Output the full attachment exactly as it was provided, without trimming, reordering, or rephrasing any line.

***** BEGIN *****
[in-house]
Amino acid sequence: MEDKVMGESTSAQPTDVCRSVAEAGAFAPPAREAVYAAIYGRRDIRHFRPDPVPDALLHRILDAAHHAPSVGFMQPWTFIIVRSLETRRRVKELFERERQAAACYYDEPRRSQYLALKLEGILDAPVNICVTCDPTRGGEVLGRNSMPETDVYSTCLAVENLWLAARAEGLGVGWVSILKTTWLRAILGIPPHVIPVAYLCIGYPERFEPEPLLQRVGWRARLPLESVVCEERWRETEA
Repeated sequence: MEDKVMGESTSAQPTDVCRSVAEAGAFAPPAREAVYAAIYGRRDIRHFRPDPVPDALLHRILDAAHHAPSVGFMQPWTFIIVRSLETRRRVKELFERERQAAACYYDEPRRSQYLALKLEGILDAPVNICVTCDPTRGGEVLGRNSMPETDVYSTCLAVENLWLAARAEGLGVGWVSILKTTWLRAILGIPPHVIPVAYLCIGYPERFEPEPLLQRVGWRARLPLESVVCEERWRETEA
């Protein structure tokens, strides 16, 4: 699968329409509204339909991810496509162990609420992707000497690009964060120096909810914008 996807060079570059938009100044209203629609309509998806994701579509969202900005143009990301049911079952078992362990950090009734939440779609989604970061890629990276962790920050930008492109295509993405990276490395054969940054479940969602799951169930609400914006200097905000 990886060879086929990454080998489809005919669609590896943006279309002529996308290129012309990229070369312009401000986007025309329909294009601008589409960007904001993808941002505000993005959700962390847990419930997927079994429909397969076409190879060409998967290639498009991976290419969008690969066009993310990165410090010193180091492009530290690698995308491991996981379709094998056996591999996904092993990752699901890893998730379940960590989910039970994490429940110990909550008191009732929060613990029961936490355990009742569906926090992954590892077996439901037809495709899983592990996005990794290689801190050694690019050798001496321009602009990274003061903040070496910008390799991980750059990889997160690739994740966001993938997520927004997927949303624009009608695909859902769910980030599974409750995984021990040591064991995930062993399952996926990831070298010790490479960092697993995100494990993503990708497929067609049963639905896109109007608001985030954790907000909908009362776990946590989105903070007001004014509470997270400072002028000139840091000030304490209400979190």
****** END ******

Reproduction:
[in-house]
Amino acid sequence: MEDKVMGESTSAQPTDVCRSVAEAGAFAPPAREAVYAAIYGRRDIRHFRPDPVPDALLHRILDAAHHAPSVGFMQPWTFIIVRSLETRRRVKELFERERQAAACYYDEPRRSQYLALKLEGILDAPVNICVTCDPTRGGEVLGRNSMPETDVYSTCLAVENLWLAARAEGLGVGWVSILKTTWLRAILGIPPHVIPVAYLCIGYPERFEPEPLLQRVGWRARLPLESVVCEERWRETEA
Repeated sequence: MEDKVMGESTSAQPTDVCRSVAEAGAFAPPAREAVYAAIYGRRDIRHFRPDPVPDALLHRILDAAHHAPSVGFMQPWTFIIVRSLETRRRVKELFERERQAAACYYDEPRRSQYLALKLEGILDAPVNICVTCDPTRGGEVLGRNSMPETDVYSTCLAVENLWLAARAEGLGVGWVSILKTTWLRAILGIPPHVIPVAYLCIGYPERFEPEPLLQRVGWRARLPLESVVCEERWRETEA
């Protein structure tokens, strides 16, 4: 699968329409509204339909991810496509162990609420992707000497690009964060120096909810914008 996807060079570059938009100044209203629609309509998806994701579509969202900005143009990301049911079952078992362990950090009734939440779609989604970061890629990276962790920050930008492109295509993405990276490395054969940054479940969602799951169930609400914006200097905000 990886060879086929990454080998489809005919669609590896943006279309002529996308290129012309990229070369312009401000986007025309329909294009601008589409960007904001993808941002505000993005959700962390847990419930997927079994429909397969076409190879060409998967290639498009991976290419969008690969066009993310990165410090010193180091492009530290690698995308491991996981379709094998056996591999996904092993990752699901890893998730379940960590989910039970994490429940110990909550008191009732929060613990029961936490355990009742569906926090992954590892077996439901037809495709899983592990996005990794290689801190050694690019050798001496321009602009990274003061903040070496910008390799991980750059990889997160690739994740966001993938997520927004997927949303624009009608695909859902769910980030599974409750995984021990040591064991995930062993399952996926990831070298010790490479960092697993995100494990993503990708497929067609049963639905896109109007608001985030954790907000909908009362776990946590989105903070007001004014509470997270400072002028000139840091000030304490209400979190």